A space elevator is a continuous structure extending from a point on the equator to a point in geostationary orbit. The concept of the space elevator as a cheap and convenient way to access space was first put forward in 1960 by the Russian engineer Yuri Artsutanov (1929–2019).1 It was later developed independently by John Isaacs and colleagues2 of the Scripps Institute of Oceanography and Jerome Pearson3 of Ames Research Center, but went largely unnoticed until 1979 when Arthur C. Clarke used it as the centerpiece for his novel The Fountains of Paradise. It has been described by variety of names, including "heavenly funicular" (Artsutanov's original description), "orbital tower," "beanstalk," anchored satellite," and "sky hook" (the last not to be confused with the old Project Skyhook that sent up high-altitude balloons).
The first inkling of the concept goes back as far as Konstantin Tsiolkovsky who, in his 1895 paper "Day-dreams of Heaven and Earth," imagined escaping from the Earth by climbing a high tower:
On the tower, as one climbed higher and higher up it, gravity would decrease gradually; and if it were constructed on the Earth's equator and, therefore, rapidly rotated together with the earth, the gravitation would disappear not only because of the distancefrom the centre of the planet, but also from the centrifugal force that is increasing proportionately to that distance. The gravitational force drops ... but the centrifugal force operating in the reverse direction increases. On the earth the gravity is finally eliminated at the top of the tower, at an elevation of 5.5 radii of the Earth (36,000 kilometers).
In 1962 the Convair Division of General Dynamics looked into the feasibility of building very high towers for use in astronomy, high altitude research, communications, and rocket launching. A limit was found of 6 km for steel towers and almost 10 km for aluminum ones. Today's graphite composites would extend that to about 40 km. However, this is still three orders of magntitude lower than geostationary orbit, so it's clear that no solid, rigid structure could reach to such an altitude. The solution – and the basis of the space elevator – is to let out a cable, as first realized by Artsutanov. For a fuller description of the history of the space elevator concept and a very user-friendly guide to its operation, the reader is directed to Arthur C. Clarke's 1981 paper on the subject, which can be found at the first of the external links listed below.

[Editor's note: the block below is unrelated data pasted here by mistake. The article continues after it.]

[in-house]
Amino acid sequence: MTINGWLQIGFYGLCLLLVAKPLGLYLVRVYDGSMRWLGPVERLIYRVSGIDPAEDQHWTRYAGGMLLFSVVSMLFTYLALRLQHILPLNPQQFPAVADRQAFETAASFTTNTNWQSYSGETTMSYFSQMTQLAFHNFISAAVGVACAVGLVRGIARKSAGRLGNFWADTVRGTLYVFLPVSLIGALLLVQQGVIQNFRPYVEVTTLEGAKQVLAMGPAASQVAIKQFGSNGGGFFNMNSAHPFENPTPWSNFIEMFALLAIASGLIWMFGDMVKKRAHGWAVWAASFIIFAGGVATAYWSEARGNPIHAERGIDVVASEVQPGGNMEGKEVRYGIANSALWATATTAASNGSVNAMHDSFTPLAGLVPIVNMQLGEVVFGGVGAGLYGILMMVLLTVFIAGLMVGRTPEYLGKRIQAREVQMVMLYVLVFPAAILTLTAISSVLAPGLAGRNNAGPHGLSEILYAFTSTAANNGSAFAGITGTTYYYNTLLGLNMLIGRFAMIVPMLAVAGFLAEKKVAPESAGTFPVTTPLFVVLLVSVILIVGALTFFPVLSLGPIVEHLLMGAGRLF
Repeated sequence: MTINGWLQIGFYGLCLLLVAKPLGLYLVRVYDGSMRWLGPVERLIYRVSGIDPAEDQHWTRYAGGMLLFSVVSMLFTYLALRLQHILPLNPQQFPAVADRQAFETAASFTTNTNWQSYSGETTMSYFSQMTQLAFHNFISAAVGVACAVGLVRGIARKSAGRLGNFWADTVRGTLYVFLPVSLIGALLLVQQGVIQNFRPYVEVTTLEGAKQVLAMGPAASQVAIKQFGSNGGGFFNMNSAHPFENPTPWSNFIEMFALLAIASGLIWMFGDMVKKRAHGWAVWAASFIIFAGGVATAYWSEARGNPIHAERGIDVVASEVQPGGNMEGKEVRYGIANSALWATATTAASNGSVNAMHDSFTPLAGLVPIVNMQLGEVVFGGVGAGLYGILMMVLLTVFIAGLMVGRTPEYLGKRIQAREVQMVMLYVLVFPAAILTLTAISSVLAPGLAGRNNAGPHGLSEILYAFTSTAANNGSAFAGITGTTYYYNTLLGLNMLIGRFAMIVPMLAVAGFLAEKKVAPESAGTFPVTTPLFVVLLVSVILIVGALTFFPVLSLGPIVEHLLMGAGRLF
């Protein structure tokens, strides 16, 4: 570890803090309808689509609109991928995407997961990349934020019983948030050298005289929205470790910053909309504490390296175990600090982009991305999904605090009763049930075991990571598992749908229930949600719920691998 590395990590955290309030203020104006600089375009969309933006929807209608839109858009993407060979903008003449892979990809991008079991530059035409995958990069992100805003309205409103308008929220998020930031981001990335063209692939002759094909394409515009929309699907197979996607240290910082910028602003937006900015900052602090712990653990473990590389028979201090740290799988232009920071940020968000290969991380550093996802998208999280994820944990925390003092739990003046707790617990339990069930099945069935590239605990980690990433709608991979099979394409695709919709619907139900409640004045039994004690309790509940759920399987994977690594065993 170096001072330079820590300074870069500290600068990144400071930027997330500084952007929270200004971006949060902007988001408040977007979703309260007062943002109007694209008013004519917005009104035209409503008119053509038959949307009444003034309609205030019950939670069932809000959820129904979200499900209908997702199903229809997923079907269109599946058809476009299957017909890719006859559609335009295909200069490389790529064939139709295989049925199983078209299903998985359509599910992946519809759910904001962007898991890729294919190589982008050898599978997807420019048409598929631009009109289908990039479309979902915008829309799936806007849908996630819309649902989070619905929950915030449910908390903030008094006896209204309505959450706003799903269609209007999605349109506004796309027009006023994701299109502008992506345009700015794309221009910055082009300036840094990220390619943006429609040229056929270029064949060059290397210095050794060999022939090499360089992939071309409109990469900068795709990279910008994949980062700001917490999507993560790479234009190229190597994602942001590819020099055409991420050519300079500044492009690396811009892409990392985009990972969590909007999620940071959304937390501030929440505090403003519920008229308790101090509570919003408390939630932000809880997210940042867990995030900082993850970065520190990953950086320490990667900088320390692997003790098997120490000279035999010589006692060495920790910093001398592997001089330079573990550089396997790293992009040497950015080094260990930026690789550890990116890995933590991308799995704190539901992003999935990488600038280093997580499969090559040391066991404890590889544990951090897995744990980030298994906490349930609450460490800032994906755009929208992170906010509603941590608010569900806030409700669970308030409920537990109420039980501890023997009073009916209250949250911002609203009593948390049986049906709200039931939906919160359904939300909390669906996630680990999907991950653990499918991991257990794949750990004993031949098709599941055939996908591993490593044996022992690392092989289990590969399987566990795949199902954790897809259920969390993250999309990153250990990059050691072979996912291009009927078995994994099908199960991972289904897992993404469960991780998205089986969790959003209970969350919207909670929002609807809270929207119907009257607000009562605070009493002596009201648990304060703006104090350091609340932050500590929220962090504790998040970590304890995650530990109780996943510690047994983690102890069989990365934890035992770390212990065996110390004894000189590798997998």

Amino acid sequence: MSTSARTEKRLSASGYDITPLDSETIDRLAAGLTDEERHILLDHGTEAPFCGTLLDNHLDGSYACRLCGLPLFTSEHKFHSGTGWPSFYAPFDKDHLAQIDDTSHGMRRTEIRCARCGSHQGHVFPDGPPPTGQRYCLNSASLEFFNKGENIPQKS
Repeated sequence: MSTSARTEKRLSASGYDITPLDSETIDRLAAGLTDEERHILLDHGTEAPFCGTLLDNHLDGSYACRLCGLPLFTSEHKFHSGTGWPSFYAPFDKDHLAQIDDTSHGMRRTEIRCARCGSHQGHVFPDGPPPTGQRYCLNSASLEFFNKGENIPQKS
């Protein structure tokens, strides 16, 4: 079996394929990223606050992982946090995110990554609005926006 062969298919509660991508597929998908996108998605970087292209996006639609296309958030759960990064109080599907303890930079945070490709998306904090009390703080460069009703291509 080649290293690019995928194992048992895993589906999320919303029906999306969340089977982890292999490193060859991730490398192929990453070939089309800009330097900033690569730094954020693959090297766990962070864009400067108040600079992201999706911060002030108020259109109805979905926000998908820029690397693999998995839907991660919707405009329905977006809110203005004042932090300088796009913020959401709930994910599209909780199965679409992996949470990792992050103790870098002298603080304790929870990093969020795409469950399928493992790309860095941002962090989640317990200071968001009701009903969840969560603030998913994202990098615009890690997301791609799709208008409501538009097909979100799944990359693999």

A space elevator would consist of a cable some 47,000 km long, yet no more than a few centimeters wide. At the Earth end would be a base station, with all the facilities of a major international airport, above which would rise a launch structure tens of km tall. From this would extend the cable to a space station in geostationary orbit and, further out, a counterweight - perhaps a small asteroid – to which the end of the cable would be tethered. Passengers and cargo would travel up and down the cable at cost estimated to be as low as $1.50 per kg. The idea is being actively explored at the Marshall Space Flight Center and elsewhere (see links below).
Magnetic levitation, or maglev, may provide the best means of propulsion for the space elevator. The greatest technological challenge is the cable itself because the weight of the structure dangling from geostationary orbit would place extraordinary demands on the material used to make it. For a cable of practical dimensions, with a minimum diameter of 10 cm, NASA estimates that it would need to be made of something 30 times stronger than steel and 17 times stronger than Kevlar. One possibility is carbon in the form of so-called nanotubes: tiny, hollow cylinders made from sheets of hexagonally arranged carbon atoms. At present nanotubes are extremely expensive and can be fabricated only in short lengths. However, it seems likely that production costs will fall dramatically in the future and that some will be found to bind nanotubes into a composite material like fiberglass.
1. Artsutanov, Yuri, "V Kosmos na Electrovoze" (Into Space on a Train), Komsomolskaya, July 31, 1960.
2. Isaacs, J., et al. "Satellite Elongation into a True Sky-Hook," Science, 151 682–683, 1966; also 151, 800, and 158, 947.
3. Pearson, Jerome, "The orbital tower: a spacecraft launcher using the Earth's rotational energy," Acta Astronautica, 2(9-10), 785–799, 1975.